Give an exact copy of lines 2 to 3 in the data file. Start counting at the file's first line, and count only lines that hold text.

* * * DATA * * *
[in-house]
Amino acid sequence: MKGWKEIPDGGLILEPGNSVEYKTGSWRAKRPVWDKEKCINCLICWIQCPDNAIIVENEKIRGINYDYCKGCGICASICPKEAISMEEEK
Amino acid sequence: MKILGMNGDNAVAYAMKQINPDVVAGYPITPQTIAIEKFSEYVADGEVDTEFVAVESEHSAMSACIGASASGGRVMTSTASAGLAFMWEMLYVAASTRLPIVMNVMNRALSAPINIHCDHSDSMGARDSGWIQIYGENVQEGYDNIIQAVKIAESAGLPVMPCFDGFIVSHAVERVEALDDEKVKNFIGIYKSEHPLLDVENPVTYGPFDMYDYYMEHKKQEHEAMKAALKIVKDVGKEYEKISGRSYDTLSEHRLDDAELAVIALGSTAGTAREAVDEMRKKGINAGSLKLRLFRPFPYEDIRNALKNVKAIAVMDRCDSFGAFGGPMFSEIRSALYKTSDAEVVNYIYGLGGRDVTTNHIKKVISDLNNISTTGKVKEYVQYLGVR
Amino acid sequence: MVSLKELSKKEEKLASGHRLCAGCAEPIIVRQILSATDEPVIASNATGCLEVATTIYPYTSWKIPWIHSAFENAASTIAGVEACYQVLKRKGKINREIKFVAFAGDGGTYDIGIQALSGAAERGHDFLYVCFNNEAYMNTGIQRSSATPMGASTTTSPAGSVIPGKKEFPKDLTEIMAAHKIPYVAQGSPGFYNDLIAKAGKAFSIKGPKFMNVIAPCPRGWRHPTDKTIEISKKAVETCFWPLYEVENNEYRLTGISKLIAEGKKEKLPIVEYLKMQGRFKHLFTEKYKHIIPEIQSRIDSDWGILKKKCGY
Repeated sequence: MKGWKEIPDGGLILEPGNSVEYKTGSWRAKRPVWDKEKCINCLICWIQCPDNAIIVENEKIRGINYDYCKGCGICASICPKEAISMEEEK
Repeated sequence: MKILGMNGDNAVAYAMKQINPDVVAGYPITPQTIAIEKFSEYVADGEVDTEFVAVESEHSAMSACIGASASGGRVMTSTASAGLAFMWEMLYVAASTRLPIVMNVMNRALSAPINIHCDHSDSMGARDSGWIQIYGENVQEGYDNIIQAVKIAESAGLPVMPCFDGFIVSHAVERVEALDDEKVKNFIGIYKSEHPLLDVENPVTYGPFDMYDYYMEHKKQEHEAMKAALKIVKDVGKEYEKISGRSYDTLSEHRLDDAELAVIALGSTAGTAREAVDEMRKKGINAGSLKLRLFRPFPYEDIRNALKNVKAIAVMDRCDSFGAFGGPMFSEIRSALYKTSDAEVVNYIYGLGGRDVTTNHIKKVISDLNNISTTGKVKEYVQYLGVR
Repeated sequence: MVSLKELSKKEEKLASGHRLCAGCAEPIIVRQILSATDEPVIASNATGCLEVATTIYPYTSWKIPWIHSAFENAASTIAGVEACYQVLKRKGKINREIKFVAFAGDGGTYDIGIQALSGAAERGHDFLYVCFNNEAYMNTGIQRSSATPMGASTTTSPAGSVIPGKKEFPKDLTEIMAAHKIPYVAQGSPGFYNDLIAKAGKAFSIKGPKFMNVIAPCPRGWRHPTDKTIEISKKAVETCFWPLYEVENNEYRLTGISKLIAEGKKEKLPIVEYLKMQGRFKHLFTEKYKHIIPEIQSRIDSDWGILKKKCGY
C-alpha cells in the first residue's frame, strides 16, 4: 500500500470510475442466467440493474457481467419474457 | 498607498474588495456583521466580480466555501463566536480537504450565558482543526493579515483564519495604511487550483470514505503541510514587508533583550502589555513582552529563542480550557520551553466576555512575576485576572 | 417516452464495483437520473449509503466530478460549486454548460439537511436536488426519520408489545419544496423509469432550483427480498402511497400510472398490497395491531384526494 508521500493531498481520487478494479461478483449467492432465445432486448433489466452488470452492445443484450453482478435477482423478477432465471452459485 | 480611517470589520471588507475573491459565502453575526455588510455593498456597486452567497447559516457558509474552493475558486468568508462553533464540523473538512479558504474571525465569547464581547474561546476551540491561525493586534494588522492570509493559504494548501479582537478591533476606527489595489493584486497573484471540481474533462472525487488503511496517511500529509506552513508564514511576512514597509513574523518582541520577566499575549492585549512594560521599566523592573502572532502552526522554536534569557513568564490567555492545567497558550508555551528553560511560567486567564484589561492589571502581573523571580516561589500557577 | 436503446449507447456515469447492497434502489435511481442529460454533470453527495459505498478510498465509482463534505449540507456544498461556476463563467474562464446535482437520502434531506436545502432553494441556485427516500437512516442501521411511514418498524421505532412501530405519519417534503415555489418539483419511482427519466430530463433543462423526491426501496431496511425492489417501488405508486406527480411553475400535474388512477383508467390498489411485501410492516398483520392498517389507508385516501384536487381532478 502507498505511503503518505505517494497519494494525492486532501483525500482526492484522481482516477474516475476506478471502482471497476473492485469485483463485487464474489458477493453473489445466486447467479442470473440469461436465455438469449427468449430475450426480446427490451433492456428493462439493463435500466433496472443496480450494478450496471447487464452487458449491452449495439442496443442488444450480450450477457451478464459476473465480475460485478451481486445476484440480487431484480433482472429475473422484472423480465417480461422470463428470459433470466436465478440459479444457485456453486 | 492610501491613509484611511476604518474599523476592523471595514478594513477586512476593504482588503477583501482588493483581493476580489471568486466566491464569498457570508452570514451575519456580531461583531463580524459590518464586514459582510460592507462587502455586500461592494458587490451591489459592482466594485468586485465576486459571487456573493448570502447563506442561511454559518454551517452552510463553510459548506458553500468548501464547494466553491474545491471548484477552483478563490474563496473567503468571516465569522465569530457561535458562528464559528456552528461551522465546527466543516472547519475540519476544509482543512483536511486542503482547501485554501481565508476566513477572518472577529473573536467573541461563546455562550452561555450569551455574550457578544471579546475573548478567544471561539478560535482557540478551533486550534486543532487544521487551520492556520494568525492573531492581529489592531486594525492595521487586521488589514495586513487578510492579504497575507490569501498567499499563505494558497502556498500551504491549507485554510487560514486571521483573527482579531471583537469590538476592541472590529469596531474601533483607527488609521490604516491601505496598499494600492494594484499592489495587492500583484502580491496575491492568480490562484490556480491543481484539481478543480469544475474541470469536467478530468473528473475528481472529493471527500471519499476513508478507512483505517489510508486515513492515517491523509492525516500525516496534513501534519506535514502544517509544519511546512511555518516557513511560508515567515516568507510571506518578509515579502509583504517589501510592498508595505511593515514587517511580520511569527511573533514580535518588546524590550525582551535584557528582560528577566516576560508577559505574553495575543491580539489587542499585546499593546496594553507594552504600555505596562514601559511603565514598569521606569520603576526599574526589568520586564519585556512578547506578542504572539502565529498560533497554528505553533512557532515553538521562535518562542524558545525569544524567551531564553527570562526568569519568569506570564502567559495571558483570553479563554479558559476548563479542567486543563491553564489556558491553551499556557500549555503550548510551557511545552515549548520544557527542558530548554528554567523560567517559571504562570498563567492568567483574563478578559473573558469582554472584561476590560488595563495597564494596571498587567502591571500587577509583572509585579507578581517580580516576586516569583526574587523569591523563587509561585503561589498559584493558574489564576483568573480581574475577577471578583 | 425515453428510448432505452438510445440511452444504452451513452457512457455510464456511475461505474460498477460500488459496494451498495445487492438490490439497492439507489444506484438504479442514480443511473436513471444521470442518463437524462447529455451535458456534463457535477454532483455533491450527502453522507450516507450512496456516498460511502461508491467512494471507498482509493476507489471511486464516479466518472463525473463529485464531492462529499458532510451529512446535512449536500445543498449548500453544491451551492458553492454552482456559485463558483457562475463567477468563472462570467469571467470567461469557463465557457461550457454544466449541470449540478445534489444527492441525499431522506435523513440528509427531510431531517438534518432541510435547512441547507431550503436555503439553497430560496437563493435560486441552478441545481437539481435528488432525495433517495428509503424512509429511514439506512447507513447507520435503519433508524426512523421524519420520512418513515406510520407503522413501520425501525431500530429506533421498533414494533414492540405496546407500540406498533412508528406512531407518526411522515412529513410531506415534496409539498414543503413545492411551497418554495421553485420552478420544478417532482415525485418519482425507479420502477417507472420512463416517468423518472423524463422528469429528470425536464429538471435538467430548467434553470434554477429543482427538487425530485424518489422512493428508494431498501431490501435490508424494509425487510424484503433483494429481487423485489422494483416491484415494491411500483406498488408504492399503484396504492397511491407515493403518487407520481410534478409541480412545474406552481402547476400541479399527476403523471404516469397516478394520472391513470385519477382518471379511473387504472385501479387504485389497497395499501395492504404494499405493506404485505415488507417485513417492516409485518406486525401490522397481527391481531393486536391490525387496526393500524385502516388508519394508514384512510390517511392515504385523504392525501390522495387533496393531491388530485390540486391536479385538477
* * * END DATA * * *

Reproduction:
Amino acid sequence: MKGWKEIPDGGLILEPGNSVEYKTGSWRAKRPVWDKEKCINCLICWIQCPDNAIIVENEKIRGINYDYCKGCGICASICPKEAISMEEEK
Amino acid sequence: MKILGMNGDNAVAYAMKQINPDVVAGYPITPQTIAIEKFSEYVADGEVDTEFVAVESEHSAMSACIGASASGGRVMTSTASAGLAFMWEMLYVAASTRLPIVMNVMNRALSAPINIHCDHSDSMGARDSGWIQIYGENVQEGYDNIIQAVKIAESAGLPVMPCFDGFIVSHAVERVEALDDEKVKNFIGIYKSEHPLLDVENPVTYGPFDMYDYYMEHKKQEHEAMKAALKIVKDVGKEYEKISGRSYDTLSEHRLDDAELAVIALGSTAGTAREAVDEMRKKGINAGSLKLRLFRPFPYEDIRNALKNVKAIAVMDRCDSFGAFGGPMFSEIRSALYKTSDAEVVNYIYGLGGRDVTTNHIKKVISDLNNISTTGKVKEYVQYLGVR